Digital technology is transforming every part of modern life including Hi-Fi audio. Direct digital music file playback has "arrived." Of course, there's a caveat -- companies and listeners must attend to critical details in audio recording, mastering, industrial designs for components, and integration.
The simplicity, ease, convenience, durability, and low cost of digital file distribution and playback, combined with highest fidelity, makes it the all-time best-choice technology over any previous music distribution medium. Yes, including vinyl LPs, the 1954 Nash Rambler of music media.
Make that especially including vinyl. The development of digital playback is a huge boon to music lovers despite how much some music distribution industry players may struggle with it or bury their heads in the sand and maneuver behind the scenes to re-create a bygone past dependent on a pet, almost self-destructing, medium that nobody can copy without capital investment in equipment Vinyl LPs were certainly great for the folks who sold them. But vinyl is decidedly not making a comeback, no matter what the music moguls wish for.
Here's why -- I read, only yesterday, that the baby-boomer generation has now been surpassed in numbers by the millennial generation. Ponder what that means for music. The folks taking over are addicted to smartphones and want to do everything from dating, to stock trading, to shopping, to music listening with their phones. You can't spin plastic on a phone but you can store, stream, and play high-resolution digital media from them with the right software and audio system. Earbuds don't resolve it well but phones stream wirelessly to home systems and who knows what the future will bring?
The vinyl LP is a monument to sustained obsolescence. This former standard in physical recording had a nice run, almost a century and a half after Thomas Edison invented the phonograph. In technology-life that's a millennium. Maybe some wag will work out a way to laser-scan LPs and reproduce them on 3D printers. Then maybe music distributors will warm up to DRM (Digital Rights Management) as an adequate IP rights protection. The future is here and it's digital. Apple is rigging phones for bandwidth to play even 24/192 resolution and beyond. Rumors abound they are eying the high end. The guys with the most cash will win.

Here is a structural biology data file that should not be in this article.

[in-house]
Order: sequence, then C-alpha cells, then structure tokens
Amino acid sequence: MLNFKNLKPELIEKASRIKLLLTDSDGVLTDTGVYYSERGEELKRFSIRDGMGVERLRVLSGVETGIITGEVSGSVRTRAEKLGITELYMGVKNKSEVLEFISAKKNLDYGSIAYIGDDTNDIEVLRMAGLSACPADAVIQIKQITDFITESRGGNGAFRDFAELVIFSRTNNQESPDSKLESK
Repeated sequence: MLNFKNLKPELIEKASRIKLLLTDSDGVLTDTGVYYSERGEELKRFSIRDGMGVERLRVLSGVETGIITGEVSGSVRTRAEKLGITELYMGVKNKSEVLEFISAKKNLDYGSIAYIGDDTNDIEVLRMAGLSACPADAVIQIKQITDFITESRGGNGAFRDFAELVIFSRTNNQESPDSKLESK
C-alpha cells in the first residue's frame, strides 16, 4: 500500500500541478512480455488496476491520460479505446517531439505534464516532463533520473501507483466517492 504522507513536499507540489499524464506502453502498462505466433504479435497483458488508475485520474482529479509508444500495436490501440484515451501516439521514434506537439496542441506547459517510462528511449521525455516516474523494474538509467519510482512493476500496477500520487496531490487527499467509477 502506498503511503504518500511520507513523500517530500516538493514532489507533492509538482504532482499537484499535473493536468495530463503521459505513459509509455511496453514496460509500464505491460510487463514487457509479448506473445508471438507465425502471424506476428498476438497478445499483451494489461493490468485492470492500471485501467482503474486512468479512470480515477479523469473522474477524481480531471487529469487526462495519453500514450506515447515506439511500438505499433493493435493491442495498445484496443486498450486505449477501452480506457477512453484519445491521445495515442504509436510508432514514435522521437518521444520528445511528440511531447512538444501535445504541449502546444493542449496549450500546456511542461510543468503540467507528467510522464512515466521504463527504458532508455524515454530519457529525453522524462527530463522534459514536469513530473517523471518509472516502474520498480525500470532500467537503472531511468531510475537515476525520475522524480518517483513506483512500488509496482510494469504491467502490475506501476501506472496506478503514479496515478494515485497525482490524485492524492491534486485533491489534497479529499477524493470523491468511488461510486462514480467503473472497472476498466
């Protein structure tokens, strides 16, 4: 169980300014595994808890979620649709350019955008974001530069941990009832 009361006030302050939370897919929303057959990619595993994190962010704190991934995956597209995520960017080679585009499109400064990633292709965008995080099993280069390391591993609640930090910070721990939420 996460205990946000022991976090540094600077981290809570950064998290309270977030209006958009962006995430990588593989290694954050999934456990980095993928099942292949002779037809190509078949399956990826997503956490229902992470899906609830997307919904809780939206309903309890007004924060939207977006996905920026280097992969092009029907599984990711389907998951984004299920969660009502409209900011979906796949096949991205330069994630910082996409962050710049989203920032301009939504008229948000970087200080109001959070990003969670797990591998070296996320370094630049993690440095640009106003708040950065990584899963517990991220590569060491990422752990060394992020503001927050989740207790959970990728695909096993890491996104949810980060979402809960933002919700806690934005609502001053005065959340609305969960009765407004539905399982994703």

Let me be perfectly clear about the stance being taken. It's NOT that there is anything "wrong" with listening to vinyl, or CDs, or with sticking with plastic discs staunchly as your personal medium of choice. Or with driving a restored Rambler. If you like them, spin them.
Please don't take these comments personally. Some historic oldie music may not be available any more as digital media. The stance taken here says listeners need to give digital playback a try because it's not only ready for prime time, it's a far better choice in all respects and inevitably the future of high fidelity music. Try it without prejudice and I predict you'll like it. Plastic is past and bits are the future of music listening. What listeners do in response to this fact is a strategic choice.
I offer systems able to play all the different kinds of media that a listener is likely to encounter these days including all analog and digital sources. So you're covered even with vinyl LPs and CDs, until the digital revolution reaches your neighborhood -- when you configure your system appropriately. And many Boomer Generation audio lovers (like me) are already responding.
Virtually everything is now recorded and mastered in the digital domain except for a few outlier productions. Why not just keep carrying that technology deeper, into audio playback systems, and enjoy better music? What used to be accomplished either mechanically (with turntables or tape) or optically (with CDs) is now done far better in silicon with none of the old complications. Though we still need analog amplification and speakers, mechanical devices that formerly served as the "front end" of Hi-Fi systems have gone the way of the steam engine. Live with it.
Nothing about the musical experience gets better by transferring the digital images of music into a physical format mechanically, reading it back via mechanical means, while transforming it back into electronic data to be amplified and played. Skipping all that run-around (can you say ADC and DAC?) has made the audio hobby much more about listening to music and much less about fiddling with media and the transducer gizmos that reconstitute physically recorded music. Computer audio puts more focus where it belongs, on musical pleasure, in a world where the "media" never wear out, get damaged or broken, or take up much storage space -- and it costs almost zero to distribute and is easy to protect with DRM encoding.